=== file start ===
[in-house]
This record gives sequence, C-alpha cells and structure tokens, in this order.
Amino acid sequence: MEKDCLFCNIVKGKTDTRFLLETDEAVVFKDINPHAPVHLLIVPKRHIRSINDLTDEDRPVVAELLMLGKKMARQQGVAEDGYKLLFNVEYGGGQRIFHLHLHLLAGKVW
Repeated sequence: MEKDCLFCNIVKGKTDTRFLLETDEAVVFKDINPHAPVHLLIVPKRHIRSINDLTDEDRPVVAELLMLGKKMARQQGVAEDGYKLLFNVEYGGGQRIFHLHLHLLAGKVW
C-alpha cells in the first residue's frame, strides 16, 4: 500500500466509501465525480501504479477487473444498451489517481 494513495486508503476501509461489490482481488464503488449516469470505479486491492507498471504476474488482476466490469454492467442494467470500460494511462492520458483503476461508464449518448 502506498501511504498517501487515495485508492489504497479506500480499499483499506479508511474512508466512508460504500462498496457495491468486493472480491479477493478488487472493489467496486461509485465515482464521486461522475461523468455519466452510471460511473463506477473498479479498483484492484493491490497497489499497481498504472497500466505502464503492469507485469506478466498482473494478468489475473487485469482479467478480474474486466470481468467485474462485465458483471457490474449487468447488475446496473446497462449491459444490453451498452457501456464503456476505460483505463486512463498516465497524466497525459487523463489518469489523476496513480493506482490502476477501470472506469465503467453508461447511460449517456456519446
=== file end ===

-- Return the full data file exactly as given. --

[in-house]
This record gives sequence, C-alpha cells and structure tokens, in this order.
Amino acid sequence: MEKDCLFCNIVKGKTDTRFLLETDEAVVFKDINPHAPVHLLIVPKRHIRSINDLTDEDRPVVAELLMLGKKMARQQGVAEDGYKLLFNVEYGGGQRIFHLHLHLLAGKVW
Repeated sequence: MEKDCLFCNIVKGKTDTRFLLETDEAVVFKDINPHAPVHLLIVPKRHIRSINDLTDEDRPVVAELLMLGKKMARQQGVAEDGYKLLFNVEYGGGQRIFHLHLHLLAGKVW
C-alpha cells in the first residue's frame, strides 16, 4: 500500500466509501465525480501504479477487473444498451489517481 494513495486508503476501509461489490482481488464503488449516469470505479486491492507498471504476474488482476466490469454492467442494467470500460494511462492520458483503476461508464449518448 502506498501511504498517501487515495485508492489504497479506500480499499483499506479508511474512508466512508460504500462498496457495491468486493472480491479477493478488487472493489467496486461509485465515482464521486461522475461523468455519466452510471460511473463506477473498479479498483484492484493491490497497489499497481498504472497500466505502464503492469507485469506478466498482473494478468489475473487485469482479467478480474474486466470481468467485474462485465458483471457490474449487468447488475446496473446497462449491459444490453451498452457501456464503456476505460483505463486512463498516465497524466497525459487523463489518469489523476496513480493506482490502476477501470472506469465503467453508461447511460449517456456519446